Hope for kidnapped girls



Mothers lend their voices for their lost daughters. Graphic courtesy of I. B. Tauris.

On April 14th, 2014, news broke of the kidnapping of more than 200 schoolgirls in Chibok, Nigeria. Instead of being another news story that gets swept under the rug, this story grabbed international attention. The coverage that followed, including the hashtag #BringBackOurGirls, trended globally as celebrities offered their voices in fighting to bring these women home. From Michelle Obama to Ellen DeGeneres to Dwayne “The Rock” Johnson, there has been no shortage of famous celebrities lending their spotlight to this issue. Although, after all these years, where are the girls now? Why has reporting on this case gone silent?

Boko Haram is the Islamic State that is responsible for the kidnapping. Boko signifies “Western education,” while Haram means “forbidden.” These extremists outlaw voting rights, not-traditional Muslim clothing, and education for women. The kidnapping explains the targeting of schools, as the girls were all snatched from classroom environments. In fact, many schools in the area had become targets and were consequently shut down as westernized education is strongly frowned upon.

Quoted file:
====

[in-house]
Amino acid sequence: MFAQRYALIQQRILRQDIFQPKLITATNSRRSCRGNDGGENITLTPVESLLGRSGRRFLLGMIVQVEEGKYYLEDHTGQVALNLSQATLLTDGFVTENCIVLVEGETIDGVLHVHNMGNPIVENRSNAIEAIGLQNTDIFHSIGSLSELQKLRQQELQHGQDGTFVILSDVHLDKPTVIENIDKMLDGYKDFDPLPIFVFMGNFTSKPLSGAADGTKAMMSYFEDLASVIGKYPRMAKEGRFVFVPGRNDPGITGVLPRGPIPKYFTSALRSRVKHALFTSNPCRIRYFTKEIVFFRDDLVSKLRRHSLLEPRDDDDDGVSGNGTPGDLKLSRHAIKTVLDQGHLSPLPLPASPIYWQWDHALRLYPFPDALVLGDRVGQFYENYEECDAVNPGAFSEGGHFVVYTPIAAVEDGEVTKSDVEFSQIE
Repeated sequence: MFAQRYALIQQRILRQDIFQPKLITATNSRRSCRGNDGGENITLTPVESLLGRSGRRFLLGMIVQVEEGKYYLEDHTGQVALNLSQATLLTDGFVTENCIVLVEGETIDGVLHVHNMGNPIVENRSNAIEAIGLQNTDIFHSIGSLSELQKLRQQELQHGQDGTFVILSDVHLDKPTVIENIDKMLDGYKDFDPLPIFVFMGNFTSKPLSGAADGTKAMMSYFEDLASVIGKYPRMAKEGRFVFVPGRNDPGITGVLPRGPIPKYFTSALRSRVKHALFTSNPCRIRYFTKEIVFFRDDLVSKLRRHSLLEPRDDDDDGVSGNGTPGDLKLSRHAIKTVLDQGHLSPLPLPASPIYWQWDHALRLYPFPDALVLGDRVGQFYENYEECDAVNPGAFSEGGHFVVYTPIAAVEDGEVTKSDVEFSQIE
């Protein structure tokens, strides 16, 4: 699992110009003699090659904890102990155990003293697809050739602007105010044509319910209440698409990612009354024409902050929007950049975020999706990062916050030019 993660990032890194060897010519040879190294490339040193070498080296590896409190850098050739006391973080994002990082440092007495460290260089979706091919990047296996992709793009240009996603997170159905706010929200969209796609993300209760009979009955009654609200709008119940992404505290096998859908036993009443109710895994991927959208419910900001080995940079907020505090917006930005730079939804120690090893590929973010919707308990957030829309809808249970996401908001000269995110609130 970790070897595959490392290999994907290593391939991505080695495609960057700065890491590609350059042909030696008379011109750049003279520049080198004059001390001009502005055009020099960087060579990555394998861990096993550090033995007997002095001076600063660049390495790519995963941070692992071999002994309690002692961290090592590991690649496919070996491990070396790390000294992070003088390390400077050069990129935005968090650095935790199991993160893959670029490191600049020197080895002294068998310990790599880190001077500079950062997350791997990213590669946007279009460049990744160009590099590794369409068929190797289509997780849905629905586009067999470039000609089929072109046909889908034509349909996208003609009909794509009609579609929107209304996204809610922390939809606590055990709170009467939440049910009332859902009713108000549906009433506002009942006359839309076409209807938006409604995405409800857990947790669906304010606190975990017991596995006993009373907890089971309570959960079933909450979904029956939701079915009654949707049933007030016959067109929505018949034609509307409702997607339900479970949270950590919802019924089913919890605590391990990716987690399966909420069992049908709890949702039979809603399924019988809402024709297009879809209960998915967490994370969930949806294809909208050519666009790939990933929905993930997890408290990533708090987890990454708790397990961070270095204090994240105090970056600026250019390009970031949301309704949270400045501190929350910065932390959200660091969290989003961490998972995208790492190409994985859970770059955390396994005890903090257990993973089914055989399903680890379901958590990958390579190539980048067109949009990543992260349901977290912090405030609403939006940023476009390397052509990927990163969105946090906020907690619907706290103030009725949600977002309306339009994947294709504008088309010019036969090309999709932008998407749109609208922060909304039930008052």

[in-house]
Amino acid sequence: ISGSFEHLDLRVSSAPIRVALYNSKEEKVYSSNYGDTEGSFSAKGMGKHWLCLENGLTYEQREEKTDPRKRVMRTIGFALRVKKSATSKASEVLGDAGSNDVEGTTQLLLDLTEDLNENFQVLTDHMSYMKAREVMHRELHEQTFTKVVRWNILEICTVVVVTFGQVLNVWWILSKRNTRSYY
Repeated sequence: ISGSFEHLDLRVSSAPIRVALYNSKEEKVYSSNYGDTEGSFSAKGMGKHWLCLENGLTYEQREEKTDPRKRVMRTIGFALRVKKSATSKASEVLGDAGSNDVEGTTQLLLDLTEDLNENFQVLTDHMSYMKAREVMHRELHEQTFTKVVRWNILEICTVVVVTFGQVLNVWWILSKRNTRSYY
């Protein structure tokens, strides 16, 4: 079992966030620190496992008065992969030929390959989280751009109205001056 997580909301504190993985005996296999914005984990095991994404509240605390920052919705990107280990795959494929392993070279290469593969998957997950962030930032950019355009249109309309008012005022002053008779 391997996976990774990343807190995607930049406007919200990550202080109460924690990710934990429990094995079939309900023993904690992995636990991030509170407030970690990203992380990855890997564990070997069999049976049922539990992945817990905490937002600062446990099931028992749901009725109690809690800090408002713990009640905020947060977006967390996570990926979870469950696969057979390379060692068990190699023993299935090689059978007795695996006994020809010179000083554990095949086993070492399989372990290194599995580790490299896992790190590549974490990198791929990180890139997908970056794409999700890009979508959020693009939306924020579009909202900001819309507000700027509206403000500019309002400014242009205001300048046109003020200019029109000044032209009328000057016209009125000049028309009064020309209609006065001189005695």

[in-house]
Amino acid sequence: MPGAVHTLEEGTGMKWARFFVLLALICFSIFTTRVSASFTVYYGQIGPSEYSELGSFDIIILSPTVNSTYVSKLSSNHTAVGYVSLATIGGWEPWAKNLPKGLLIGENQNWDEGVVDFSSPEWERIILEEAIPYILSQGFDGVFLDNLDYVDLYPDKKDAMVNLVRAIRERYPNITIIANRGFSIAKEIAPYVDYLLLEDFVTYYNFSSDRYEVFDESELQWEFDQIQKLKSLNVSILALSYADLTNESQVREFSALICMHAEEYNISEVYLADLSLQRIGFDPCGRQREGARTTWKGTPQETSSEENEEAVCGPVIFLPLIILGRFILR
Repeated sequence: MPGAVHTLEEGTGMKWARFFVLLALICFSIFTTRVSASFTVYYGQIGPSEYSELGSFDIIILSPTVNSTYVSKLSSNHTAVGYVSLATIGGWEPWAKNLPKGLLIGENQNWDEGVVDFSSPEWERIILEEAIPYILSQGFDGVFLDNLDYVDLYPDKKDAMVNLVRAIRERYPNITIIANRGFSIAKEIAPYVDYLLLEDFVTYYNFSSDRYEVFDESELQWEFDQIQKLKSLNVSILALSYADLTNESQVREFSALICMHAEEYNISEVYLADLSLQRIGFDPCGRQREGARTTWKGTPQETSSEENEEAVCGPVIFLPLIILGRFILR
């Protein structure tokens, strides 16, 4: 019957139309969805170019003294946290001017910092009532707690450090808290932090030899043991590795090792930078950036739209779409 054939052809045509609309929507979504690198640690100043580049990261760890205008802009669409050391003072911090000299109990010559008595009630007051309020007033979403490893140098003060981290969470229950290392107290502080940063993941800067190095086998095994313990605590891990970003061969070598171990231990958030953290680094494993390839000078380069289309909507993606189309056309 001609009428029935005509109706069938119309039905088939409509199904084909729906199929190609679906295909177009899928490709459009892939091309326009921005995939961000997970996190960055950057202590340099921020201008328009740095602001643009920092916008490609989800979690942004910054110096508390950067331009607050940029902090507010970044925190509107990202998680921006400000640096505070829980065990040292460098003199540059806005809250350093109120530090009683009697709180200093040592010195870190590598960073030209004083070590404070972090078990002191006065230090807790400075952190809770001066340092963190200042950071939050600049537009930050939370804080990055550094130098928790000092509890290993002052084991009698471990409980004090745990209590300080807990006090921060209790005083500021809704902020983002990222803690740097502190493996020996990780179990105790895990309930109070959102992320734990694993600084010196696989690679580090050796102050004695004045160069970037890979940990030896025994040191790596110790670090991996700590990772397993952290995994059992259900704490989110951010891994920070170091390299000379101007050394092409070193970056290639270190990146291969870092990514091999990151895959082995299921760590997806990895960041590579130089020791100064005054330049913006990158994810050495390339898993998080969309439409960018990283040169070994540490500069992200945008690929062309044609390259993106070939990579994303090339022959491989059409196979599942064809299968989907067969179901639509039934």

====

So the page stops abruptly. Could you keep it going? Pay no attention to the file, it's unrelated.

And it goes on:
The girls have been immensely challenging to find as Boko Haram headquarters lay hidden in the vast Nigerian forest. Remote and unable to reach by vehicle or phone, navigating these dense jungle environments is nearly impossible. It has been nearly four years and 100 girls have been returned.

The Webb Schools, specifically the Vivian Webb School, should work to spread the message of the importance of education for females. Action can be taken through clubs such as Branch Out, dedicated to informing the Webb community about issues of education and equal rights for females. Another platform for action is through articles ensuring that unfortunate events in which women are punished for trying to expand their futures are documented. For it is informed people that can change the world.